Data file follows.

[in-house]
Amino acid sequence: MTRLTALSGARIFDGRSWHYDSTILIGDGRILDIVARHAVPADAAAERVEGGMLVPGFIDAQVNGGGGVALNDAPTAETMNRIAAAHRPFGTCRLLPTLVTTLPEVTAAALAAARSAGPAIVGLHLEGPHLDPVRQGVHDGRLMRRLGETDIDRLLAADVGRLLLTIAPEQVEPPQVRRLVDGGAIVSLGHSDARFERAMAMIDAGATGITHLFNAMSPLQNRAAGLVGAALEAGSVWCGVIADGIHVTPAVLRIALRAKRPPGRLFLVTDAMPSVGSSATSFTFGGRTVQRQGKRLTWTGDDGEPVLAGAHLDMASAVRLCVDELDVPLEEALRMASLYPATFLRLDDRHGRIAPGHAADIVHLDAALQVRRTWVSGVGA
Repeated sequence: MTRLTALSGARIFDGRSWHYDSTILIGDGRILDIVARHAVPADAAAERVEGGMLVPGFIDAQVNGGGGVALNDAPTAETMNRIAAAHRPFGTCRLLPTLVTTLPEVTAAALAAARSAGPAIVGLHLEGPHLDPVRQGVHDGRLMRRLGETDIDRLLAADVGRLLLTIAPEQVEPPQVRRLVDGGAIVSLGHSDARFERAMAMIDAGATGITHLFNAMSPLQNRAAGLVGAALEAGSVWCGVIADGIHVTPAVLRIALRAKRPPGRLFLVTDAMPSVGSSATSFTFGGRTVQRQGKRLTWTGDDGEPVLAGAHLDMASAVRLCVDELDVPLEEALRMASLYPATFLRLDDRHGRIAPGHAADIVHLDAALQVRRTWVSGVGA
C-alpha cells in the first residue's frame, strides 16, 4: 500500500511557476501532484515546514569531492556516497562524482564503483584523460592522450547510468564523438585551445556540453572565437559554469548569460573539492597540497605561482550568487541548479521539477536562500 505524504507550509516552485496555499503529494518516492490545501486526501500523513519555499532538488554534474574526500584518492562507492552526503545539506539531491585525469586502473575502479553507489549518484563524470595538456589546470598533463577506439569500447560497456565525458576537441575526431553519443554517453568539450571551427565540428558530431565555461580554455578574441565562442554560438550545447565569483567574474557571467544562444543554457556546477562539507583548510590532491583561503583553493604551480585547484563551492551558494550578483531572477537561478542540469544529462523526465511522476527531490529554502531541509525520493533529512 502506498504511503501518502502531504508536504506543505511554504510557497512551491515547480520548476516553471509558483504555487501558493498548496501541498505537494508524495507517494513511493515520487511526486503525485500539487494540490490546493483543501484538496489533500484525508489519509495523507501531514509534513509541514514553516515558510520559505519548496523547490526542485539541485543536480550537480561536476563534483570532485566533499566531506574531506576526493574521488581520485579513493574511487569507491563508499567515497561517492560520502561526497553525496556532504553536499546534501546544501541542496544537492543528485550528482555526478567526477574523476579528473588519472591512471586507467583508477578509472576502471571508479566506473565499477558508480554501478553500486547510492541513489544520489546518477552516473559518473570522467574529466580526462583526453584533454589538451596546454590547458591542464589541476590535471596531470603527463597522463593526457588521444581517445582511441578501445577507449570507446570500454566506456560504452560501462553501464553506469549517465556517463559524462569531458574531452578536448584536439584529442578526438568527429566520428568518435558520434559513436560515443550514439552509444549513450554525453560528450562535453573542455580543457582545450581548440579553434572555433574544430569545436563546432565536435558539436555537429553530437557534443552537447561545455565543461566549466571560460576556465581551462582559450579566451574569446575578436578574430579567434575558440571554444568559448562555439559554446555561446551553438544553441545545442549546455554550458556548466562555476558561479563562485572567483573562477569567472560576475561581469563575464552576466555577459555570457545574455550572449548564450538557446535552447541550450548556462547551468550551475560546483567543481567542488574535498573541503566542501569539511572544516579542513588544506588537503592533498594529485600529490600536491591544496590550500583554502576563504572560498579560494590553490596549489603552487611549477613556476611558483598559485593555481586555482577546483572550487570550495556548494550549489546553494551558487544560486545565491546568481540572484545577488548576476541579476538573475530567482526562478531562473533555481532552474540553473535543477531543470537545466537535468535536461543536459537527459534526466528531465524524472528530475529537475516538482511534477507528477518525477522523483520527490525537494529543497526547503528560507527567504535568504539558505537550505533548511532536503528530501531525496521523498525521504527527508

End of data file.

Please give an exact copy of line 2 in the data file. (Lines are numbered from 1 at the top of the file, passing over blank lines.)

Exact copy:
Amino acid sequence: MTRLTALSGARIFDGRSWHYDSTILIGDGRILDIVARHAVPADAAAERVEGGMLVPGFIDAQVNGGGGVALNDAPTAETMNRIAAAHRPFGTCRLLPTLVTTLPEVTAAALAAARSAGPAIVGLHLEGPHLDPVRQGVHDGRLMRRLGETDIDRLLAADVGRLLLTIAPEQVEPPQVRRLVDGGAIVSLGHSDARFERAMAMIDAGATGITHLFNAMSPLQNRAAGLVGAALEAGSVWCGVIADGIHVTPAVLRIALRAKRPPGRLFLVTDAMPSVGSSATSFTFGGRTVQRQGKRLTWTGDDGEPVLAGAHLDMASAVRLCVDELDVPLEEALRMASLYPATFLRLDDRHGRIAPGHAADIVHLDAALQVRRTWVSGVGA